Tour de France Femmes: Lorena Wiebes masters the longest day to take second stage win

The Dutchwoman is now set to switch her focus from sprint victories to supporting her team's GC ambitions.

Photo: Dario Belingheri/Getty Images

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SAINT-DIÉ-DES-VOSGES, France (VN) — Lorena Wiebes may have ridden further in one day than she had ever before but it didn’t show on the Team DSM rider as she romped to victory on stage 5 of the Tour de France Femmes avec Zwift.

At 175.6km, the fifth stage of the race is the longest single day of racing on the women’s calendar this season as the peloton rode from Bar-Le-Duc to Saint-Dié-des-Vosges.

After some chaotic days of racing earlier in the week, the long day was comparatively simple until a big crash inside the final 50 kilometers disrupted proceedings. However, Wiebes and her team were not affected by the falls at the front of the peloton.

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“I think for me it was the longest race I ever did, because with the neutral it was almost 180km and I think I never did that in training either,” Wiebes said. “But the team really took control of this stage and Franziska Koch did a really amazing job in controlling the break, keeping it to three minutes. It was a long stage. It was not too hectic until the final, but I think the whole team did a really good job to stay out of trouble.”

The big spill inside the final 50k was not the only issue Wiebes and her squad had to navigate on her way to victory. Trek-Segafredo’s Elisa Longo Borghini made a wrong turn inside the final kilometer when she was working on the front for teammate Elisa Balsamo.

Longo Borghini turned off to the left, where there was a gap for team cars to go through, while the course route turned off to the right. Fortunately, she was the only one to make the error and the rest of the bunch carried on to the finish line.

“It was pretty chaotic, the final. We aimed for the right U-turn with 1.7km to go and Pfeiffer brought me safely to the good wheels,” she said. “We came with a lot of speed into that corner and I also was a bit afraid there because I lost my back wheel but luckily I could hold my bike and I was still in a good position out of the corner.

“Then there was also a small mistake in the last 500m. You had to go right, and luckily, I knew it so the speed went out a bit with 400m to go but I was able to react to the girls who were coming behind me and was able to ride the sprint as I wanted.”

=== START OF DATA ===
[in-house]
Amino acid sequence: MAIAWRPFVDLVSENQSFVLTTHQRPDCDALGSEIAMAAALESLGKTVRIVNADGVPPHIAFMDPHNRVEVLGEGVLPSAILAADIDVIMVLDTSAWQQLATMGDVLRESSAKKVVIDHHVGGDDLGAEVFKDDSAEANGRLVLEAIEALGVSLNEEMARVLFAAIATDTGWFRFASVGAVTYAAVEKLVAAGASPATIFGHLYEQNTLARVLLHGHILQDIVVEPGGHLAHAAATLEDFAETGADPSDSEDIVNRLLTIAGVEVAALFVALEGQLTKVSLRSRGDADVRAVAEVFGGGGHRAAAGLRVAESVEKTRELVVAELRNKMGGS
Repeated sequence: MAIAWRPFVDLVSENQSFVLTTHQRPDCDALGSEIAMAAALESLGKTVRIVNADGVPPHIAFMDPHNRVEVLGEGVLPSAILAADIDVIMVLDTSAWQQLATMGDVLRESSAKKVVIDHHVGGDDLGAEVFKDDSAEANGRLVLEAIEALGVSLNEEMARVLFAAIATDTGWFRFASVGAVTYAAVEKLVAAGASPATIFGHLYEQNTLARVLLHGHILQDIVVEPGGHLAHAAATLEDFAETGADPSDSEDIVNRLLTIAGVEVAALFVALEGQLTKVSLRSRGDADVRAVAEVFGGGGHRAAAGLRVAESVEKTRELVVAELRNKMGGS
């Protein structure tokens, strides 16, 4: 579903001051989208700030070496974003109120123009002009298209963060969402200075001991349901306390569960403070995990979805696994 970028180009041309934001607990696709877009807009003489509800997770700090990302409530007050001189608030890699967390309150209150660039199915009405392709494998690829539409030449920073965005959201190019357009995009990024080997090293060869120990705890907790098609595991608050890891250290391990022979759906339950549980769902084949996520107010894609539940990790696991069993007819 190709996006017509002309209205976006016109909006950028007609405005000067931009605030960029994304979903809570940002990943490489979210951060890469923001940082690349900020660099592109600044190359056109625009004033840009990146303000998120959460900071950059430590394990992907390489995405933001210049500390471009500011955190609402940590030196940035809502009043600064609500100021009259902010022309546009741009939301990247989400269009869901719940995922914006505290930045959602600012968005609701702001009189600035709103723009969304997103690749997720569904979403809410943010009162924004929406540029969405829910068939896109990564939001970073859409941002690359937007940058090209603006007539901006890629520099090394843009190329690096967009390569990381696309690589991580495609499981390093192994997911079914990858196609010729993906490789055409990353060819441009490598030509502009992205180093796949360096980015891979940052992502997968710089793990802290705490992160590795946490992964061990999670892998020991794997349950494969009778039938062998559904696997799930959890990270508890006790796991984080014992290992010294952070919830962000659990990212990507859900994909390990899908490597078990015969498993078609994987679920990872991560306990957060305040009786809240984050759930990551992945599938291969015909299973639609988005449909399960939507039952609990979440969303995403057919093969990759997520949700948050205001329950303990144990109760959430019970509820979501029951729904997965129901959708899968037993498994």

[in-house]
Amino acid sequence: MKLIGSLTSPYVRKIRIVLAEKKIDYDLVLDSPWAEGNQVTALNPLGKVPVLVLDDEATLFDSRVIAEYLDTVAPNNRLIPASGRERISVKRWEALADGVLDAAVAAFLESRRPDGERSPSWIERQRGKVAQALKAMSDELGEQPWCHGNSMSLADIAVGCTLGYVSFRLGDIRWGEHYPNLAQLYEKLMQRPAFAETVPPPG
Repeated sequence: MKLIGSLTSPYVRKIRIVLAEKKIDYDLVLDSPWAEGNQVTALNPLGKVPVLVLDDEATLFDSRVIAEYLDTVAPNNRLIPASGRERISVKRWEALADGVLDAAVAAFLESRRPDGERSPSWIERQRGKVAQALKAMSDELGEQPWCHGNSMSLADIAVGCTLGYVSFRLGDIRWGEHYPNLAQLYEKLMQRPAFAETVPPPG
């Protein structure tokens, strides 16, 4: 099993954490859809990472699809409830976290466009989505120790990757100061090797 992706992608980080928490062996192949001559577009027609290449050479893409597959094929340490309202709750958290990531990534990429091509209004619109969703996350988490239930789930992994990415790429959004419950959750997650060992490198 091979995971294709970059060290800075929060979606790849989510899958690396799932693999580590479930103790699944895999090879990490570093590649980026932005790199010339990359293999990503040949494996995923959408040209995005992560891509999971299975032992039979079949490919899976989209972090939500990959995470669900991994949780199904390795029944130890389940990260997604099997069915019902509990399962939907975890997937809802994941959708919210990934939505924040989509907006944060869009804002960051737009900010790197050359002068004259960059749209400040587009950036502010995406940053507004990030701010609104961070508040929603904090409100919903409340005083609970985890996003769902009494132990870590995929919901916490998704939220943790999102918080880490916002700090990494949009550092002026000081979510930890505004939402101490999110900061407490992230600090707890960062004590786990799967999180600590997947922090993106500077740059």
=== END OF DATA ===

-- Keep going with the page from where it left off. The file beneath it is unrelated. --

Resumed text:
Thursday’s stage was likely the last chance for Wiebes and some of the other sprinters to take a stage win with a hilly day out Friday followed by the closing two mountain stages.

“It was important today, especially because the team took control from the beginning and all day with Franziska Koch. She did really an amazing job so I felt pressure to get the stage,” Wiebes said. “It was the last opportunity, I think, and I’m really happy to take this one, especially because the team worked really hard. We showed that we are strong, and it was a good team effort.”

After starting last Sunday, the Tour de France Femmes is well into the heart of its inaugural edition with just three stages remaining. The pressure of the Tour de France name and the attention it brings has been visible at times with all teams keen to make an impression.

It has meant some very fast and aggressive racing that has taken its toll on the peloton, but Wiebes is hoping she still has enough in the tank to help her team through the mountain stages to come.

“The last three stages were pretty hard, so I think everyone is feeling the legs a bit,” she said. “What I felt last year in the Giro was that I felt a bit more fresh maybe after a couple of days, because like I said with the other stages [here] from the beginning the race was really hard and there were attacks and we had to react and it was full gas racing.

“I think it’s exciting to watch. I am looking forward to tomorrow, what happens, maybe a breakaway a day we will see. Then we get into the mountains and I hope I can survive it and help the team for GC.”

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